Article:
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Government defies watchdog order to hand over Hancock’s Covid diaries

Department of Health and Social Care may be held in contempt of court for missing information commissioner’s deadline

Ruby Lott-Lavigna Jenna Corderoy
31 May 2023, 4.16pm

Matt Hancock's ministerial diaries have been handed over to the inquiry, but not to journalists.


Isabel Infantes / AFP via Getty Images

The government faces a fresh fight over key Covid documents after ignoring an order from the information watchdog to hand over Matt Hancock’s official diaries.

As the Cabinet Office battles to hide Boris Johnson’s WhatsApp and diaries from the official Covid-19 inquiry, the Department of Health and Social Care (DHSC) has missed a legal deadline to disclose Matt Hancock’s ministerial diaries to openDemocracy. It could leave the department in contempt of court.

Health chiefs have spent more than two years fighting our Freedom of Information request for Hancock’s diaries, which could reveal whose advice he sought and who had his ear during the initial stages of the pandemic. The former health secretary published his own edited diaries of the period last year.

Last month the Information Commissioner’s Office (ICO) ruled that the department had until 29 May to hand them over. That deadline has now passed without the diaries being handed over and a spokesperson confirmed to openDemocracy that the watchdog was “making enquiries with DHSC to ascertain why it has not complied with or appealed the decision notice within the statutory timeframe”.

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It is not known whether the DHSC was willing to give Hancock’s diaries to the official Covid inquiry, where they could be used to scrutinise the government’s handling of the pandemic.

But Hancock told openDemocracy that he had personally given the diaries, along with WhatsApp messages and other materials, to the inquiry. It raises questions about why the department is continuing to withhold their release to journalists.

A spokesperson for the former health secretary added: “Matt has made all his records and materials available to the inquiry without making any redactions for relevance. Matt feels very strongly that full transparency is vital so all lessons can be learned.”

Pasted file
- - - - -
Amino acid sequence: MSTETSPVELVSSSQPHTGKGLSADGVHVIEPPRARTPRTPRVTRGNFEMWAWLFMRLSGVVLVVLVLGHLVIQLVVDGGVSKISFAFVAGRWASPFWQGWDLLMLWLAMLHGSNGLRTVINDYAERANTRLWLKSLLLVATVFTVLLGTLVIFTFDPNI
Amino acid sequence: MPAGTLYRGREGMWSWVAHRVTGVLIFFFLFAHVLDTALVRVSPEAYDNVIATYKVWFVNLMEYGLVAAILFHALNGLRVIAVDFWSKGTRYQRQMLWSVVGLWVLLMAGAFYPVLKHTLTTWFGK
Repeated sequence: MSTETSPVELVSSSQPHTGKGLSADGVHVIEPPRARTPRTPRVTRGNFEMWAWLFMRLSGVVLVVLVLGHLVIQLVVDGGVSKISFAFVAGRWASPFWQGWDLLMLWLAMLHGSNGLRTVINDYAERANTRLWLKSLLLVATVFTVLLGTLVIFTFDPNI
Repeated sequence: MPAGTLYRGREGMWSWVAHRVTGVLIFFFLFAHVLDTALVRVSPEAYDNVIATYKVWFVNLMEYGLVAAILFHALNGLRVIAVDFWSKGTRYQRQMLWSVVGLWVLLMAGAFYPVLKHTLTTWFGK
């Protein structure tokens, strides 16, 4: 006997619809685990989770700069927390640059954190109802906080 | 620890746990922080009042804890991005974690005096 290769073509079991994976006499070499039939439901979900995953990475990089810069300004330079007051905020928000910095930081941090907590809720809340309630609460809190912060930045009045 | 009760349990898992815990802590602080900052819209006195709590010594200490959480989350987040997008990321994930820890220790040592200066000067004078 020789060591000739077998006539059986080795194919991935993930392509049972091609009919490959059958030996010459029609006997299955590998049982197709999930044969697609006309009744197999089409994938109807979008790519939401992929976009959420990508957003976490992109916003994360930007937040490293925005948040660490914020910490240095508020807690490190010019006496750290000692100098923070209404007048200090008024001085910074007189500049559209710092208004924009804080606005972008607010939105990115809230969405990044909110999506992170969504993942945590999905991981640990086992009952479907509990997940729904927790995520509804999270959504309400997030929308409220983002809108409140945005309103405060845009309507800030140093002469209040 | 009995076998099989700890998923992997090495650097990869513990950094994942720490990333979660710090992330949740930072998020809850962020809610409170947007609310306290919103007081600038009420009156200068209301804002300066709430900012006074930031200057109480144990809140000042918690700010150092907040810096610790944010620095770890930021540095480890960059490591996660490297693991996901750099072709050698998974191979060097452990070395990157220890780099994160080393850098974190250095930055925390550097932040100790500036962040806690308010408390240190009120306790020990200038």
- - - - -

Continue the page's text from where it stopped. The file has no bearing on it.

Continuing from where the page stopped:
The DHSC did not respond to requests for comment.

Analysis: If Matt Hancock is more transparent than the government, we’re all damned

For obvious reasons, I’m not in the habit of picking holes in openDemocracy’s journalism, writes Ramzy Alwakeel.

But I can hear the questions some will probably ask about our latest revelation regarding the official Covid inquiry.

If Matt Hancock has already voluntarily submitted his own diaries to the inquiry, these people might say, what does it matter that openDemocracy doesn’t have them? Do we think we’re more important than the inquiry that bereaved families fought to secure, an inquiry that will sit for years and hear thousands of hours of evidence and that has the legal power to compel disclosure?

What does it matter so long as the truth of what ministers did during the pandemic comes out one way or another? What does it matter if the Department for Health and Social Care, whose handling of Covid-19 played such a pivotal role in determining who lived and died and got sick, has spent taxpayers’ money on legal advice and administrative work in order to hold onto a document that may well not even reveal anything interesting?

It matters because there will not always be a public inquiry, or a former minister with very little left to lose who is no longer answerable to the party line.

It matters because the 74,000 Brits whose deaths have been linked to Covid since my colleague Jenna Corderoy submitted her initial Freedom of Information request did not have the luxury of waiting for the inquiry to begin.

And it matters because of what it tells us about the importance of accountability to the people who hold our lives in their hands.

Even at a time when the government’s refusal to play ball with the official Covid inquiry is making headlines, the Department for Health and Social Care is so unrepentant about information transparency that it would rather put itself in contempt of court than hand over the documents.

If an order by the information watchdog means nothing even in these most exceptional of circumstances, the public has lost – perhaps never had – the ability to hold the government to account through its rulings and hearings. If health chiefs will cover up something that is going to come out anyway, how can we trust their handling of more sensitive documents?

It is crucial that the Information Commissioner’s Office retains the trust of the public. It must show the DHSC, and other departments, that there are consequences for disregarding its orders.

And the inquiry, for its own part, should be scrutinising the government’s information handling as part of its official investigations. That, too, is part of the story of the pandemic.

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